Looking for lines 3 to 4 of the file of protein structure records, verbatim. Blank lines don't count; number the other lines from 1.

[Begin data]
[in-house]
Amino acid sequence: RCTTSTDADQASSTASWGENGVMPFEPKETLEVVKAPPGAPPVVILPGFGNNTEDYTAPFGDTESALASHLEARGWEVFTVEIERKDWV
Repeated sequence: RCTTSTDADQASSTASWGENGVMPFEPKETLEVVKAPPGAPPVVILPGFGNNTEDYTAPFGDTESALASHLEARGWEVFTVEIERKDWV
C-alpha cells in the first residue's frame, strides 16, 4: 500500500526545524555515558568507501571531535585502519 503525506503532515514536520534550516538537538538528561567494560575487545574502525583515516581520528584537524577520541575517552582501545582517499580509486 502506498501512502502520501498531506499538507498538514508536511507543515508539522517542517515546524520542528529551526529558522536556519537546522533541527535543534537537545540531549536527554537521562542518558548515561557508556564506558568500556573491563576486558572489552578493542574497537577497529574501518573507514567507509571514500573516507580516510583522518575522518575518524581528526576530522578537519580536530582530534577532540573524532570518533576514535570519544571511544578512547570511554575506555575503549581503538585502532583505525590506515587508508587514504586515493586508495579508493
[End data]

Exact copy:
Repeated sequence: RCTTSTDADQASSTASWGENGVMPFEPKETLEVVKAPPGAPPVVILPGFGNNTEDYTAPFGDTESALASHLEARGWEVFTVEIERKDWV
C-alpha cells in the first residue's frame, strides 16, 4: 500500500526545524555515558568507501571531535585502519 503525506503532515514536520534550516538537538538528561567494560575487545574502525583515516581520528584537524577520541575517552582501545582517499580509486 502506498501512502502520501498531506499538507498538514508536511507543515508539522517542517515546524520542528529551526529558522536556519537546522533541527535543534537537545540531549536527554537521562542518558548515561557508556564506558568500556573491563576486558572489552578493542574497537577497529574501518573507514567507509571514500573516507580516510583522518575522518575518524581528526576530522578537519580536530582530534577532540573524532570518533576514535570519544571511544578512547570511554575506555575503549581503538585502532583505525590506515587508508587514504586515493586508495579508493